Mergers of organisations are always difficult. Bringing together two staffs, two cultures and two ways of doing things will cause problems. The merger of the two lecturers' unions, the AUT and Natfhe, to form the University and College Union 18 months ago has been a tortuous process, made more problematic by the fact that lecturers at the "old" universities – the posh ones in membership of the Russell Group and the 94 group – have different traditions to lecturers at the "new" institutions. But this particular merger has also been bedevilled by personality clashes and by what some insiders regard as a lack of openness in decision-making.
The latest clash has come over a plan by the general secretary, Sally Hunt, to restructure the union. In an email to staff explaining the plan, she said she wanted to increase the collective power of the union by improving the support provided to branches and members. "What is set out is both radical and necessary," she added.
The plan includes reducing the number of departments from eight to three and demoting the two national negotiators for higher education and further education (FE). At the moment, these are the most senior jobs below general secretary. They would become relatively junior jobs in the Campaigning and Bargaining Department, which makes the FE people in the old Natfhe suspicious. Also, Hunt wants to establish a national advice centre for members to phone or email, a proposal that some staff believe would undermine the work of branch representatives. Her ideas were rejected at last week's NEC meeting by an overwhelming vote of 60 to one. The general secretary has been told to go away and redraft the plan in close consultation with a working party of nine people.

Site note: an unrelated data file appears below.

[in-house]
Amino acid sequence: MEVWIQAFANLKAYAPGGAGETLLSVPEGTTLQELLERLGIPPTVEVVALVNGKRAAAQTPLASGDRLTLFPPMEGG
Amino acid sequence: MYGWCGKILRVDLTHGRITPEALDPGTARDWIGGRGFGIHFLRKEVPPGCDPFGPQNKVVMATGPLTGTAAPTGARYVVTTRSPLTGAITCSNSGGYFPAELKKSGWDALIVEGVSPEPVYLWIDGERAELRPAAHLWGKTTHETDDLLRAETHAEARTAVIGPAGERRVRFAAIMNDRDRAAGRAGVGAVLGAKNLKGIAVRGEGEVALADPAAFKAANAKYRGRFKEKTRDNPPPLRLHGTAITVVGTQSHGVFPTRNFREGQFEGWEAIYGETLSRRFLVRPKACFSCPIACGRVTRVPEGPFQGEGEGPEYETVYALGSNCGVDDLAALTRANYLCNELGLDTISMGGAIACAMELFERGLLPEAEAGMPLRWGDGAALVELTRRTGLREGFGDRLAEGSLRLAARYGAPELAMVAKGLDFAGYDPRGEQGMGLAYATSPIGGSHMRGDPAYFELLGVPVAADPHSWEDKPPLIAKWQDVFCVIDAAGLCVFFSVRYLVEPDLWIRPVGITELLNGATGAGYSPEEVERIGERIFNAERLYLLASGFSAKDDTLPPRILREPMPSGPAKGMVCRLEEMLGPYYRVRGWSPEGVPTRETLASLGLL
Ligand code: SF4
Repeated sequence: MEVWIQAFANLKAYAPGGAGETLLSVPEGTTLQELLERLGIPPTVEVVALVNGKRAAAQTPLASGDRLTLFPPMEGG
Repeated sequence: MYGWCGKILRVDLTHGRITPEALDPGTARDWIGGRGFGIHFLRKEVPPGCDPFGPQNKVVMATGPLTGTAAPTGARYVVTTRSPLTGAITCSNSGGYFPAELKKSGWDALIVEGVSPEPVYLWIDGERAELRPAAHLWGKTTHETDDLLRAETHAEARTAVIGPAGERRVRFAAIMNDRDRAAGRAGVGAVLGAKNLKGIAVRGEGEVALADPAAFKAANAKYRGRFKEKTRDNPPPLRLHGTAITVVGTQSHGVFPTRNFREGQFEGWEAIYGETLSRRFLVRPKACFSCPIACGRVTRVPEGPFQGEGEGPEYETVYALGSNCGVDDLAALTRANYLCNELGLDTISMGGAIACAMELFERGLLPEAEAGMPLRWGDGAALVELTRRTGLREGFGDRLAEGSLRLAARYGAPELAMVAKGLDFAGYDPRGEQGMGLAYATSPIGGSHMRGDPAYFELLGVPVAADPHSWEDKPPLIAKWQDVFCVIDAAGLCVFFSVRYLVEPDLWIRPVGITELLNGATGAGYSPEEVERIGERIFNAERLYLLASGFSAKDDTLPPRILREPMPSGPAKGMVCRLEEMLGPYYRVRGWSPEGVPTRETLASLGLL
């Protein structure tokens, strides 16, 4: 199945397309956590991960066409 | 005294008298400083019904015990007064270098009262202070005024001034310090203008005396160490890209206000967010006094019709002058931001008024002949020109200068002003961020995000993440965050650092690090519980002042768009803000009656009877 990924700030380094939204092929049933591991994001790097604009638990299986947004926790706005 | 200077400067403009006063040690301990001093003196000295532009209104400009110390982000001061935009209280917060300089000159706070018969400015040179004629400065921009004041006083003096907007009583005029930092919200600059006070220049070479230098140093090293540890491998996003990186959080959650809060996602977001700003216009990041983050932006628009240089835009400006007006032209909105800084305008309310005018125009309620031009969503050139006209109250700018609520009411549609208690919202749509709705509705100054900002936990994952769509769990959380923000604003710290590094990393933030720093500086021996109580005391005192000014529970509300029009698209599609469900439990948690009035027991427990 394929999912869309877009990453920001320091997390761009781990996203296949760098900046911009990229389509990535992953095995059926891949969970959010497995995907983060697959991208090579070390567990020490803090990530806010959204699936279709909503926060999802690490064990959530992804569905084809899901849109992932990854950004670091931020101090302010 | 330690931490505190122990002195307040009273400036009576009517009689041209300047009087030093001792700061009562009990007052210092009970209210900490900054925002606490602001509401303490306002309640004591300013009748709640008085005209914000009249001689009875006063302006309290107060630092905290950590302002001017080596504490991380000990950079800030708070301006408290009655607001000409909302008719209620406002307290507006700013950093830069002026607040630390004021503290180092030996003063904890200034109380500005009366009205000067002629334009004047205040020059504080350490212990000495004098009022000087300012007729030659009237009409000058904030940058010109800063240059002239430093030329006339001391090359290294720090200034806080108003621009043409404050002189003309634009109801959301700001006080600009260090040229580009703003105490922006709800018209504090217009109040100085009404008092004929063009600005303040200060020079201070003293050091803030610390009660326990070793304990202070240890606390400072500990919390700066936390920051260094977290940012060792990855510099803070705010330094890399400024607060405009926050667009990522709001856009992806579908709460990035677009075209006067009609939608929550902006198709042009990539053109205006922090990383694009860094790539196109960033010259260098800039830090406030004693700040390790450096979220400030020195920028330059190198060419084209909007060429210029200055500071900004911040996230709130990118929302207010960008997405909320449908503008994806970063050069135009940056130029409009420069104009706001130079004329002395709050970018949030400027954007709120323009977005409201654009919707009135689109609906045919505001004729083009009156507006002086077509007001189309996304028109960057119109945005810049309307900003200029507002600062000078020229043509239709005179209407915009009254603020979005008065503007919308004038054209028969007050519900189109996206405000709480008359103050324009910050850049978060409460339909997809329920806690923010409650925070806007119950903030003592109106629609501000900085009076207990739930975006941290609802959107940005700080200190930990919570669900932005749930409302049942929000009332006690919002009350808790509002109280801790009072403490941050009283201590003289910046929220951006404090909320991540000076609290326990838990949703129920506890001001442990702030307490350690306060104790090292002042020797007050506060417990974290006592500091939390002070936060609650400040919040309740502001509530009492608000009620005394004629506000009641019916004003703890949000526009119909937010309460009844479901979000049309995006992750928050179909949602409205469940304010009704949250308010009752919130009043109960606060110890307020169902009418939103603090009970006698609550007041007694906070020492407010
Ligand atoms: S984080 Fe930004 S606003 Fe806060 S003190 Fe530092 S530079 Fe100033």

Hunt is right to attempt a restructuring to make the union more effective, but the challenge is to do so with the support of the staff from the old Natfhe as well as with her colleagues from the former AUT. That takes leadership and openness. The old Natfhe people must not feel sidelined, or have grounds for thinking that the AUT has taken over the new union. Hunt could face the prospect of the FE group being pushed towards a rival union, the Association of Teachers and Lecturers.